You can avoid the sad moment when a crumbling Christmas tree goes to the stove or, in the worst case, to a landfill, by buying an artificial Christmas tree, which every year you can get out of the attic, shake off the dust and use almost forever. Another alternative is a Christmas tree in a pot, which you can keep indoors until warmer weather, and then give it a second life by transplanting it in the garden or in the garden. However, as experience shows, often Christmas trees in pots crumble rather quickly or die immediately after landing in open ground.

    Dimzas nursery gardener Andrei Vitolinsh does not hide the fact that he often has to answer the question of how to preserve Christmas trees grown in pots and bought for Christmas.

    “Christmas trees in pots are sold in many places. Previously, they could only be found in nurseries or gardening centers, but now they are also found in hardware stores and food supermarkets. Once, one buyer told me that, having decided to transplant the purchased Christmas tree after the holidays, he found only a chopped trunk in the pot. The other carefully looked after the Christmas tree all winter, but after transplanting in the garden, it still crumbled and died. But there are also those who already have several planted New Year's beauties growing in the yard.

    The gardener says that there is no universal answer to the question of why this happens. “There may be several reasons. More often problems arise with the imported goods, but sometimes our local nurseries also sin. It is possible that the root system was damaged during transplantation or the roots were cut off too much. Or the Christmas trees were poorly cared for and they were poorly watered. But I can say that Latvian nurseries, which have been operating for several years and also grow seedlings for plantings, as a rule, make sure that Christmas trees please as long as possible,” Andrey shares his experience.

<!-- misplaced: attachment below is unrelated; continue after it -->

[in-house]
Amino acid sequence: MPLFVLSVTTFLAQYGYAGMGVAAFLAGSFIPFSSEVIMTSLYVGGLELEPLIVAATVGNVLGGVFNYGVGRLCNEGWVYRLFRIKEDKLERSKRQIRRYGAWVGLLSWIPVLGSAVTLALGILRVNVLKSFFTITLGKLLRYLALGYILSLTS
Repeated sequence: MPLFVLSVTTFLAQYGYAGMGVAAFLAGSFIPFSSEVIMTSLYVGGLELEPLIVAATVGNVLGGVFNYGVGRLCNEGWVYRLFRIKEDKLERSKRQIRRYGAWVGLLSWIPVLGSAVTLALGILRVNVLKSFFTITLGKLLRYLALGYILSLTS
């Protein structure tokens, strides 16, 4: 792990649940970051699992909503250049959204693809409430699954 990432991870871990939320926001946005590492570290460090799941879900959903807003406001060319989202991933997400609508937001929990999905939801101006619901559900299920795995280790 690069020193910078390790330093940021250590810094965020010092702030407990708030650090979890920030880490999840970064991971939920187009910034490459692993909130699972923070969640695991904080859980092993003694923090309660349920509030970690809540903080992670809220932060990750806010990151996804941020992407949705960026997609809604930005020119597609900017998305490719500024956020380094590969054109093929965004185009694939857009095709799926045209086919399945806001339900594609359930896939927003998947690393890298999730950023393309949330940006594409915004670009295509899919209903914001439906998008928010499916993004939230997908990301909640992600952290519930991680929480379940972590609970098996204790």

There are several significant differences depending on the purpose for which the Christmas tree was grown

    Andrei Vitolinsh emphasizes that a Christmas tree intended for the garden and a Christmas tree in a pot are far from being the same thing. Christmas trees, which will subsequently be planted in the garden, are usually not heavily cut and placed in pots earlier - at the end of summer or spring, and gardeners usually use spacious tubs for them. The emphasis is on ensuring the viability of the seedling. In turn, when preparing Christmas trees, more attention is paid to their appearance. Nurseries that grow Christmas trees for both, and also offer cut Christmas trees, are trying to find a reasonable middle ground.

    Spruces intended for transplantation are pruned very carefully, mainly to correct the crown and top. Therefore, such Christmas trees usually have a rarer, but symmetrical crown. In turn, most Christmas trees are heavily pruned, sometimes twice a year. They have a beautiful, but unsuitable crown for normal growth. The resulting seals increase the risk of disease and shedding of needles; as the tree grows, the crown turns out to be asymmetrical - denser at the bottom and sparse at the top. Therefore, in order for the Christmas tree to look beautiful in the future, the new owners will have to constantly form it, and this is very laborious and difficult, especially when the height of the tree "passes" over two or three meters.

    How are Christmas trees grown in pots?

    Andrei Vitoliņš says that Christmas trees are not usually grown in pots. Theoretically, this is, of course, possible, but most often Christmas trees are grown on open ground, and then placed in pots or tubs. Here lies one of the snags. The Christmas tree should be placed in a pot in advance so that the tree has time to take root, restore that part of the root system that is responsible for the absorption of nutrients and moisture from the soil. As a rule, this is done in spring, late summer or autumn. Newly planted trees are usually placed in a greenhouse (if the nursery has the option) where they are constantly moistened. After a few weeks, the Christmas trees are ready to "move" to a new home.

    A herringbone that has been potted too late tends to have a weak root system, which can lead to her death despite regular watering and careful care.